(CNN) -- Sen. David Vitter broke a week of silence on Monday and, with his wife by his side, denied allegations he had relationships with New Orleans prostitutes.
"I know this has hurt the relationship of trust I've enjoyed with so many of you," Sen. Vitter said Monday.
Media reports surfaced in the past week linking the Louisiana senator to a well-known prostitution case in New Orleans. Vitter attributed those charges to "long-term political enemies" and people seeking money.
"Those stories are not true," he said.
Vitter admitted he made calls to an alleged prostitution operation in Washington, offered an apology "to all those I have let down" and vowed to resume his work in the Senate. Watch Vitter apologize for his "past failings" »
Vitter, 46, acknowledged in a statement last Monday that his number was included in the telephone records of an escort service run by Deborah Jeane Palfrey, a woman dubbed by the news media as the "D.C. Madam."
In the statement, Vitter said the incident was "a very serious sin in my past for which I am, of course, completely responsible."
"Several years ago, I asked for and received forgiveness from God and from my wife in confession and marriage counseling."
The phone records were dated before 2004, when Vitter was first elected to the Senate.
"No matter how long ago it was, I know this has hurt the relationship of trust I've enjoyed with so many of you," he said. "I will work everyday to rebuild that trust."
The family-values Republican also addressed what some critics see as his hypocrisy, saying he's been "trying to live up to the important values we believe" since admitting to his mistakes.
"If continuing to believe in and acknowledge those values causes some to attack me because of my past failure, well, so be it," said Vitter, who does not come up for re-election until 2010.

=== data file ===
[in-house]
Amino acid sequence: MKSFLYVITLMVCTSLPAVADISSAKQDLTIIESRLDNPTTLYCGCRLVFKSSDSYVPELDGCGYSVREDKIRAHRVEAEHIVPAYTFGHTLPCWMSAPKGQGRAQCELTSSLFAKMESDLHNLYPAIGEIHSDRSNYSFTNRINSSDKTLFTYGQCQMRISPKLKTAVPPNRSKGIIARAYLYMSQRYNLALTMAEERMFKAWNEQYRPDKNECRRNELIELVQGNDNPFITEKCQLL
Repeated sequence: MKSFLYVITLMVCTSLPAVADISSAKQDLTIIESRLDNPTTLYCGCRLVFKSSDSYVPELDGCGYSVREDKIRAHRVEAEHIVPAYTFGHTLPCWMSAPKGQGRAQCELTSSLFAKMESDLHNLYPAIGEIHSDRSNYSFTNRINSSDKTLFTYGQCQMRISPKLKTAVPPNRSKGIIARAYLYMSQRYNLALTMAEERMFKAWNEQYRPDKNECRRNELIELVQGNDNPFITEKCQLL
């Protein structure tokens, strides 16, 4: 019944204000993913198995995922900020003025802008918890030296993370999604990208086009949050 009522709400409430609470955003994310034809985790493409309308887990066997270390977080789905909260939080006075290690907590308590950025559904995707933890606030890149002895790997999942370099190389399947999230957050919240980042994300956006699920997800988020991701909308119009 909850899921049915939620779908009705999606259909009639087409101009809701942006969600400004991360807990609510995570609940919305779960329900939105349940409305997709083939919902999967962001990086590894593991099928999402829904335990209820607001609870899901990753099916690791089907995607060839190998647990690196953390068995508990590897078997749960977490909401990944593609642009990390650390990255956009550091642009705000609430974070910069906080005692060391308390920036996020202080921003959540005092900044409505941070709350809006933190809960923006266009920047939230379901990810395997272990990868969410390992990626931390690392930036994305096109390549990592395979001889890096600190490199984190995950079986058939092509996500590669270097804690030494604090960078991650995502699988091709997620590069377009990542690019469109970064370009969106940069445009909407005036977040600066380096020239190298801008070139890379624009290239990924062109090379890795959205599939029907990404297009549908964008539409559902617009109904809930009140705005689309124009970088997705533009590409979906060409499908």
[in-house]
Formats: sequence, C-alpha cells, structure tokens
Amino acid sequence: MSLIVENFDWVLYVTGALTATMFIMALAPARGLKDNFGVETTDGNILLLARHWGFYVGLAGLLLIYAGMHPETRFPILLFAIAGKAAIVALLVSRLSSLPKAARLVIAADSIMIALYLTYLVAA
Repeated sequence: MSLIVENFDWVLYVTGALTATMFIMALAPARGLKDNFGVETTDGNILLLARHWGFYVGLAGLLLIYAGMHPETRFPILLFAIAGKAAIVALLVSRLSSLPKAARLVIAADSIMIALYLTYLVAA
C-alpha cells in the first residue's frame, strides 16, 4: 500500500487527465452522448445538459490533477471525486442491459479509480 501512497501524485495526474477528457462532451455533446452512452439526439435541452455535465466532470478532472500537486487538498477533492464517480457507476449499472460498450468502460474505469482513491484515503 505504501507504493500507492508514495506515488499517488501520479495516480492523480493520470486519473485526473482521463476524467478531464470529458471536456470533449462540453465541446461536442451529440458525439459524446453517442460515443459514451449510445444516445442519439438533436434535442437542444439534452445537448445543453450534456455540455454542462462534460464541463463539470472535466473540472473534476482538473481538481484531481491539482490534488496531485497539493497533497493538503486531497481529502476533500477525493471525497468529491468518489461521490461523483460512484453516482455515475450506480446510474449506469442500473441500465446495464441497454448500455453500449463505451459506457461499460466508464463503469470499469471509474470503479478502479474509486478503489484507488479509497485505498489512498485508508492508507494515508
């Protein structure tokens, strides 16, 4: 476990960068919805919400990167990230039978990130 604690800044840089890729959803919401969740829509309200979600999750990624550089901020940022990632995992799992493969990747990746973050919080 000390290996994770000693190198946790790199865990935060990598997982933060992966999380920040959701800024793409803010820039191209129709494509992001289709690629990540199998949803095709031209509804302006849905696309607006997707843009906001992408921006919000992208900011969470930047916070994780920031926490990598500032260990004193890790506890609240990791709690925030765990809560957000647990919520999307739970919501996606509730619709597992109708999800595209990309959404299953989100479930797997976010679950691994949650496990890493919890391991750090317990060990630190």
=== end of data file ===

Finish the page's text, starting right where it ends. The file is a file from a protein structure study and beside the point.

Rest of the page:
"I'm not going to answer endless questions about it all over again and again and again and again. That might sell newspapers but it wouldn't serve my family or my constituents well at all," he said.
Vitter's wife, Wendy, told reporters she had forgiven her husband when she learned about the escort service several years ago.
"I made the decision to love him and to recommit to our marriage. To forgive is not always the easy choice, but it was, and is, the right choice for me," she said. "I am proud to be Wendy Vitter."
She also made a plea "as a mother" to the media to give her family some privacy, noting that reporters have been staking out their home and church.
"I would just ask you very respectfully to let us continue our summer, and our lives, as we had planned," she said.
Vitter said he was leaving directly from the hotel for the airport to catch a flight Washington to resume his work in the Senate.
Vitter had been in seclusion since his admission last week. He explained Monday that he and his wife decided it was "very important" for them to spend some time alone with their children.
Palfrey is facing money laundering and racketeering charges stemming from her alleged prostitution operation. She had denied the charges, saying her business was a legitimate, legal escort service.
Vitter is the first lawmaker entangled in the D.C. Madam case, though State Department official Randall Tobias resigned in May after confirming he patronized Palfrey's business.
Larry Flynt's Hustler magazine claimed credit for exposing Vitter's connection to the escort service, saying he came clean only after a journalist working as a paid consultant for the magazine discovered the senator's number on phone records released by Palfrey. E-mail to a friend